Let's Talk about Depression

Hi guys! Today for the first time, I'm welcoming a guest to the blog, Esme. I'm excited to share her words with you guys-- I couldn't have found a better guest writer if I tried. 

A little intro to Esme: 

I've followed her for several years on social media, and while I've never met her IRL, I can tell you she's a wonderful person. 

She's hilarious and down to earth, but even more importantly, her authenticity and openness about her struggles with mental illness have encouraged me to feel safe opening up about my own struggles. 

When I read her posts online, I actually go away feeling
better and less alone, which-- to me-- is really saying something. I know you'll feel the same way. 

Here's what Esme had to say about de-stigmatizing mental illness:

There was a time when I shied away from talking about my depression-- especially on social media. I was afraid of what people would say to me, but even worse? I was afraid of what people would think of me. Would future employers think I was too unstable to hire? Would future partners think I was too difficult to love? I didn't want to be defined by a diagnosis.

However, as I began to talk more openly about my mental health, I realized that there was a sea of people that were struggling, just like me. And they were silenced by fear. Just like me.

According to the Anxiety and Depression Association of America, 16.1 million adults in America suffer from major depressive disorder (6.7% of the population). Globally, depression affects around 332 million people (ADAA). These numbers are staggering. Even if you don’t suffer from depression personally, statistically, you know somebody who does suffer from it. If we are all affected in one way or another by depression, then why aren’t we comfortable discussing it?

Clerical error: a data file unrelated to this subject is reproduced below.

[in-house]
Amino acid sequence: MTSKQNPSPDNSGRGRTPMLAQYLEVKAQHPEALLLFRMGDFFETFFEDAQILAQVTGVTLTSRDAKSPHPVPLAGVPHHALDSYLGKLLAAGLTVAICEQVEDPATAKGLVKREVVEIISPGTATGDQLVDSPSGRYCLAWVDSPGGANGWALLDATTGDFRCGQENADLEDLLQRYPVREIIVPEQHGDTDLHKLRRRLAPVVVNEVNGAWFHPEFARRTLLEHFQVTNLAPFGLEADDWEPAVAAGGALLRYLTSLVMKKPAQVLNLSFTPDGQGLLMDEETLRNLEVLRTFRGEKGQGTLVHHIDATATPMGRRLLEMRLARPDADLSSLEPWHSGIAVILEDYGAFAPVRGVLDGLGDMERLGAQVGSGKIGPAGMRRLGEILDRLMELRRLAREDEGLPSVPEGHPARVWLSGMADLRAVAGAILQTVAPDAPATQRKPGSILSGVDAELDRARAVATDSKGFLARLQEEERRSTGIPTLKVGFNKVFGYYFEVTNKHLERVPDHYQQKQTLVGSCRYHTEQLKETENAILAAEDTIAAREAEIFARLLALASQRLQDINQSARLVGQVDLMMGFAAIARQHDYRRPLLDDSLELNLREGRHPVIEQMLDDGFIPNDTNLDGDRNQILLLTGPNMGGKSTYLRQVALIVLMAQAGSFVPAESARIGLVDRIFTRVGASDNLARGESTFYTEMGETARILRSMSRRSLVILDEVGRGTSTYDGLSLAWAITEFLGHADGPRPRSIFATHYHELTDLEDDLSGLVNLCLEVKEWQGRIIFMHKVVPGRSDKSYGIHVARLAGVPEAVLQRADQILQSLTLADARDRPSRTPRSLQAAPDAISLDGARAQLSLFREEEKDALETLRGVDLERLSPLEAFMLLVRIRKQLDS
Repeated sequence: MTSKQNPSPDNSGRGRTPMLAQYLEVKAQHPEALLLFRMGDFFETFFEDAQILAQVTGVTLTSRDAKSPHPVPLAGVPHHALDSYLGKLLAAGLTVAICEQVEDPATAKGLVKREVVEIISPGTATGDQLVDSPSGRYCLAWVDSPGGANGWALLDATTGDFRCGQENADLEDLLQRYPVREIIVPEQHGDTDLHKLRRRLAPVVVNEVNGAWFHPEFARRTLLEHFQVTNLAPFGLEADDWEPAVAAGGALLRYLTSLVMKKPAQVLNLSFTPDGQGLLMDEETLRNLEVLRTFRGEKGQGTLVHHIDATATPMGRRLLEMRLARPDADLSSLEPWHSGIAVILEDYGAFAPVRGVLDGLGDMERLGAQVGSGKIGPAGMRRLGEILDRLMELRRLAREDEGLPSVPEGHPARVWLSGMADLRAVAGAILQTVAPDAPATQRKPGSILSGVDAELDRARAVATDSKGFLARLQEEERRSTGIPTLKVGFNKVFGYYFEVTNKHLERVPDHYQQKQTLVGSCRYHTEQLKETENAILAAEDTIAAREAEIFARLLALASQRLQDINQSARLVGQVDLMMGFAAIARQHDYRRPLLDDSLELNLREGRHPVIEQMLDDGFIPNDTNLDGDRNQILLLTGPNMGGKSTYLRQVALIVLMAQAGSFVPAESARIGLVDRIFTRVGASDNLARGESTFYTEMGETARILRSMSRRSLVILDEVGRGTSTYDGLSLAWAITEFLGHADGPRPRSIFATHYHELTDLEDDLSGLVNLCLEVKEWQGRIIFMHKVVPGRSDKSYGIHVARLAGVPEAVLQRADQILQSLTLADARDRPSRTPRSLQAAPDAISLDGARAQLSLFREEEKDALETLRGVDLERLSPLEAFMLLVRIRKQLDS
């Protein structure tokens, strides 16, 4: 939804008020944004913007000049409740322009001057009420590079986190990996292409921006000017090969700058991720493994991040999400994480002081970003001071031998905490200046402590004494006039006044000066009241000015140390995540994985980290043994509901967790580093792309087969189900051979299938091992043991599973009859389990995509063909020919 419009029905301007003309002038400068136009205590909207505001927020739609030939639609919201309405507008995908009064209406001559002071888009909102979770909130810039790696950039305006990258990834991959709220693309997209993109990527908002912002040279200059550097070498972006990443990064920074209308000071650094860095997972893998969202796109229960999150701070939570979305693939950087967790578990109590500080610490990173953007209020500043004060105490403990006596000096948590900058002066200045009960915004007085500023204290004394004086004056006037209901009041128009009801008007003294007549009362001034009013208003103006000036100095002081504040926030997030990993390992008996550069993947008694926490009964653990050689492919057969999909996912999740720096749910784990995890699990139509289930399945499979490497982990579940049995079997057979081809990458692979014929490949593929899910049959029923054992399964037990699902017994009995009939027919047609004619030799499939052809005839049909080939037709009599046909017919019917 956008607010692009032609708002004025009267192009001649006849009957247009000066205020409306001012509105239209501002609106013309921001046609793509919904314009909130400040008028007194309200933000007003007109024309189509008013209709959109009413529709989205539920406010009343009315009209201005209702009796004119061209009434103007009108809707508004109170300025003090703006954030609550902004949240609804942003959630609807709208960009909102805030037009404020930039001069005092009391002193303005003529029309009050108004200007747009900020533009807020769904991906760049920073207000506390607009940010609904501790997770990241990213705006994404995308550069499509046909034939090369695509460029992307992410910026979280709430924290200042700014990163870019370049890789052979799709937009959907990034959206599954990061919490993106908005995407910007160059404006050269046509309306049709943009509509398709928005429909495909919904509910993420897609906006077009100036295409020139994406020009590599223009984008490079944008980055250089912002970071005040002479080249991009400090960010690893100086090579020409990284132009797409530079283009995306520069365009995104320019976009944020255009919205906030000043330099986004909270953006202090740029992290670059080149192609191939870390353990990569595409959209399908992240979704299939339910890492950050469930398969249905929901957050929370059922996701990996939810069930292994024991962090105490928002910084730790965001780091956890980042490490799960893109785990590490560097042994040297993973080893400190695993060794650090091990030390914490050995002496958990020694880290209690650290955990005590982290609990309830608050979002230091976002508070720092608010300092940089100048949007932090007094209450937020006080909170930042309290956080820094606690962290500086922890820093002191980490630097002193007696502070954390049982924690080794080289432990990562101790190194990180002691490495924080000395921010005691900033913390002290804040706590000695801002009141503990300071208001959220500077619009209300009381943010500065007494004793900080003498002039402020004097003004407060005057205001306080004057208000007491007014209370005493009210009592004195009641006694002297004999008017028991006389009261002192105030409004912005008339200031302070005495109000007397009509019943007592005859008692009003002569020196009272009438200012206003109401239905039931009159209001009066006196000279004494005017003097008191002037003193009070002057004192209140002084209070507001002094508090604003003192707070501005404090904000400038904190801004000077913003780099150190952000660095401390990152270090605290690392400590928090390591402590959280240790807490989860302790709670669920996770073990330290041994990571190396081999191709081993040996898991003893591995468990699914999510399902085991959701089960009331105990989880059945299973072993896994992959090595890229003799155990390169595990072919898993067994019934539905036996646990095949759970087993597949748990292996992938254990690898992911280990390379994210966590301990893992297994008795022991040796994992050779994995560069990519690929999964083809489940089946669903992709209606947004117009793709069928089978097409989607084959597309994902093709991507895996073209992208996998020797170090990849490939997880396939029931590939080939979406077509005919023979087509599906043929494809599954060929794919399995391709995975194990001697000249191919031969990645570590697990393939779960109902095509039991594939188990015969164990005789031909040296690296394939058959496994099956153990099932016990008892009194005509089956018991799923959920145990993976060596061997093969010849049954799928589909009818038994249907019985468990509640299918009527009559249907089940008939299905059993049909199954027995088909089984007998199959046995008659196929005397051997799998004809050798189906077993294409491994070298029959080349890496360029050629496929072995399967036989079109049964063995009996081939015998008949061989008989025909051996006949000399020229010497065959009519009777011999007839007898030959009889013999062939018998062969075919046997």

Despite the improvement in discourse surrounding mental health in our society, there is still a stigma that comes with speaking about your mental illness. We love to talk about how meditating and drinking water makes you feel better, but we log off when our friend tells us she’s so sad she can’t get out of bed in the morning. Mental illness is a complicated and difficult topic to discuss, but we can’t let that stop us. When we stay silent about an issue that is affecting literally millions, we allow room for the stigma to fill the noise. The stigma doesn’t just stop people from speaking about depression, but it also discourages many from seeking treatment.

If we want to help people, we need to encourage conversation about mental health that includes the acknowledgement and understanding of mental illness. When I saw how many people needed me to talk about how I suffered from depression, I stopped being afraid to share my story. Yes, I have received negative comments and people have judged me, and it always hurts. However, people have also messaged me to say that my posts about depression or anxiety made them feel less alone. I’ve even had people tell me that my posts encouraged them to seek treatment. This is why I will never stop raising my voice about depression or any mental illness. Stigma thrives in silence, so we have to start the conversation- even if it’s just one person at a time. 

I hope that you all feel safe talking authentically about your struggles, whatever they may be. I hope that you can join the movement in ending the stigma against mental illness. Let's not let fear stop us. We deserve better. 

To follow along with Esme online, find her on Twitter here and Instagram here. To follow me on Instragram, find me here.


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